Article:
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National Portrait Gallery to remain closed until 2023

It will loan hundreds of works from its collection while it is shut.

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A gallery assistant at the National Portrait Gallery posses next to David Hockney’s “Ed Sheeran” portrait, as part of an exhibition (Luciana Guerra/PA)

A gallery assistant at the National Portrait Gallery posses next to David Hockney’s “Ed Sheeran” portrait, as part of an exhibition (Luciana Guerra/PA)

A gallery assistant at the National Portrait Gallery posses next to David Hockney’s “Ed Sheeran” portrait, as part of an exhibition (Luciana Guerra/PA)

The National Portrait Gallery will not reopen its doors until 2023.

The Gallery, currently closed because of the pandemic, had hoped to welcome back visitors before it was due to close on June 29 as part of a £35.5 million redevelopment project.

But it said it will now remain shut throughout June “to help contain the spread of the virus and ensure the safety of visitors and staff”.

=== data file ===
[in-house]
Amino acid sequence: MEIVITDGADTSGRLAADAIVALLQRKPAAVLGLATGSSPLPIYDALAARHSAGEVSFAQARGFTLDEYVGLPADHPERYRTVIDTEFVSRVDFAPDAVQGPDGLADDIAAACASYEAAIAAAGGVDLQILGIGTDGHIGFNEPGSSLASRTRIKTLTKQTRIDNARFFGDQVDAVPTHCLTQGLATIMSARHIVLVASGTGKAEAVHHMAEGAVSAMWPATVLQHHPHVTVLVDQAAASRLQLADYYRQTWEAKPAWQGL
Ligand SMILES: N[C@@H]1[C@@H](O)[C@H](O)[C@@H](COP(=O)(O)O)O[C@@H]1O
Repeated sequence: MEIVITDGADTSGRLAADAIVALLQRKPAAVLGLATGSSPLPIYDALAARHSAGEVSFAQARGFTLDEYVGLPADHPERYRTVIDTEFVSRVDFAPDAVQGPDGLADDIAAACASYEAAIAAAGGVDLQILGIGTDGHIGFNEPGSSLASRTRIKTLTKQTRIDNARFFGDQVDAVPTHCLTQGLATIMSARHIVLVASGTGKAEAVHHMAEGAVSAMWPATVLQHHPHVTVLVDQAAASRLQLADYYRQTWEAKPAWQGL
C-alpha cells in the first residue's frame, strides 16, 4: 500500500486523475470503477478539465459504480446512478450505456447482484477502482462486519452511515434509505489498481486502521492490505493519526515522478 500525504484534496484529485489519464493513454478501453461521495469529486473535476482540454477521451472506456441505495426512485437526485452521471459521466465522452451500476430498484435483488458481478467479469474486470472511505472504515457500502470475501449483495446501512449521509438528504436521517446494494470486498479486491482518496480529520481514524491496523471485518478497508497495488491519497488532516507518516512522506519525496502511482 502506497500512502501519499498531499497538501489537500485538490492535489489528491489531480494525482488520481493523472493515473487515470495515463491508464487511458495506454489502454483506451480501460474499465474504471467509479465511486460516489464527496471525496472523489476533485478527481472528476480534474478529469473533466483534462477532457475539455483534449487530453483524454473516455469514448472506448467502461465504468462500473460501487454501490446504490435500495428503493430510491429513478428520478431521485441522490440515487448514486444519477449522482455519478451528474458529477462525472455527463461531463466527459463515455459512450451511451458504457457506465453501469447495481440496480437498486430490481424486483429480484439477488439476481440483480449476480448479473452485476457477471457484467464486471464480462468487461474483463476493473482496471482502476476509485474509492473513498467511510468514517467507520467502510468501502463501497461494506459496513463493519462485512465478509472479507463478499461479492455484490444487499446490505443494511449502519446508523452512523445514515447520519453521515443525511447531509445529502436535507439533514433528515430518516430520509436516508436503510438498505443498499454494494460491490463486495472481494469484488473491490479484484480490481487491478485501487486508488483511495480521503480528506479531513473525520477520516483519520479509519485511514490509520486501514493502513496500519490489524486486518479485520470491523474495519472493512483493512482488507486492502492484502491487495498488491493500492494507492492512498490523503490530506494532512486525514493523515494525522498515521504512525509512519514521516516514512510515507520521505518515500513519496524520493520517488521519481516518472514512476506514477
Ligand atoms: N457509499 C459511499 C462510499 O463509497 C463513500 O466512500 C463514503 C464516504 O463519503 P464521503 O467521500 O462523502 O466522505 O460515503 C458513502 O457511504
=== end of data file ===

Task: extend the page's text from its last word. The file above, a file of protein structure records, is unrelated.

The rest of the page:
National Portrait Gallery director Nicholas Cullinan said: “We had very much hoped we would be able to reopen the Gallery to visitors before our refurbishment commenced, but sadly it is now clear that this won’t be possible.

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An artist’s impression of the National Portrait Gallery’s new plans (Jamie Fobert Architects)

An artist’s impression of the National Portrait Gallery’s new plans (Jamie Fobert Architects)

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An artist’s impression of the National Portrait Gallery’s new plans (Jamie Fobert Architects)

“We understand how disappointing this will be for many people who had planned to visit the Gallery for a final time”.

The Gallery, near Trafalgar Square, will reopen in spring 2023.

It will loan hundreds of works from its collection during the period of closure.

David Hockney: Drawing From Life, which was on display when it had to close, will be staged again when the Gallery reopens.

The exhibition Cecil Beaton’s Bright Young Things, which was due to end in June, will tour.

The transformation of the Gallery will be the biggest since it opened its doors in 1896.

It plans to create a new main entrance, “bring back to life” its East Wing and create a public forecourt.

It will also redisplay all of the collection in its 40 galleries, providing a “greater and more diverse selection of portraits”.

PA Media